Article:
This article from Corus Northern Engineering Services discusses the management of risk beyond the engineering measures that can be taken - such as designing-out hazards and using physical safeguards.
While most engineers are aware of the need for risk assessments in order to reduce risks in the workplace to an acceptable level, many lack the tools required to identify the drivers of unacceptable behaviour. For this reason Corus Northern Engineering Services (CNES) has developed and is successfully delivering training courses that are specifically designed to give attendees - whether Corus employees or external customers - the tools they need to reduce workplace risks.
With the focus on perception of risk and the affecting factors, the course highlights how dangerous complacency in the workplace can be. Nick O'Hara, Business Development Engineer for Professional Engineering Training at CNES, explains: "We all take our eye off the ball from time to time. If it had been a crocodile rather than a stingray in front of Steve Irwin, he would probably still be alive now. In the training courses, the focus for accident prevention is therefore on behaviour."
Accidents in the workplace are caused through unsafe acts and unsafe conditions. Indeed, it is people - rather than objects - that cause accidents. The Health and Safety Executive (HSE) defines these 'human factors' as: "Environmental, organisational, job factors, human and individual characteristics, which influence behaviour at work in a way which can affect health and safety."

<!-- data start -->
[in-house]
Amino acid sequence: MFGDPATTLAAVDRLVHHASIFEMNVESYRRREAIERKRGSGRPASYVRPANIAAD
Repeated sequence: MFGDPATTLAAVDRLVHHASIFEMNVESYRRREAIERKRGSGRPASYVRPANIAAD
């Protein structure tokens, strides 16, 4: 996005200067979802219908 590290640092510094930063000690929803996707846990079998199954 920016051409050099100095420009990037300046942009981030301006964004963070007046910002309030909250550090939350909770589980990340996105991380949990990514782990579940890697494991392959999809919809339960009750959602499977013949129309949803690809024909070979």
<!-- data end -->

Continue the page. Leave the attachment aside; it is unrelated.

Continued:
The commitment levels of management are significantly more important than the behaviour of those who actually implement the initiative. 95 per cent of all accidents are triggered by the unsafe behaviours of employees, but unsafe acts are a consequence or symptom of the problem, not the problem itself. Training course attendees consider the following questions relating to their workplace: Why do we see the same accidents occurring? Why is housekeeping so variable? Why are standards generally variable? Why do we have unsafe acts and conditions? And why is complacency so evident everywhere?
According to the HSE, "A suitable and sufficient risk assessment will reflect what is reasonably practicable to expect employees to know about the hazards in their workplace." O'Hara says that any risk assessment is therefore subject to the 'perception of risk' of the individuals undertaking the assessment: "The presented information is the same for everyone, but an individual's perception differs to a surprising degree. With these differences in perception, it can be very difficult to have a consistent approach to the risks the workforce are presented with and therefore to the controls to reduce these risks to an acceptable level.
"Our training for risk assessment deals with the perception of risk and behaviour. This takes into account the physical environment, psychological characteristics, needs, motives, goals, past experiences and social and cultural backgrounds. All of these factors affect people's behaviour."
Although Corus is predominantly a steelmaking business, CNES has built up a wealth of training expertise in many areas that it is applying successfully to other manufacturing companies outside the steel industry. These courses include project management, risk assessment, health and safety, ATEX, DSEAR, COMAH, condition monitoring, confined space training and e-learning induction courses. Also included is training that focuses on the skills of materials handling, including forklift truck training, electric overhead cranes, slinging and rigging, skid-steered loaders and oxy-fuel burning.
O'Hara concludes: "Corus training providers are practising engineers. Every course Corus delivers, the company has been through the pains of meeting that particular legislation itself, and so we think this gives us an edge when it comes to providing training to other industrial companies. We know what is practical and how to interpret that legislation for the customer."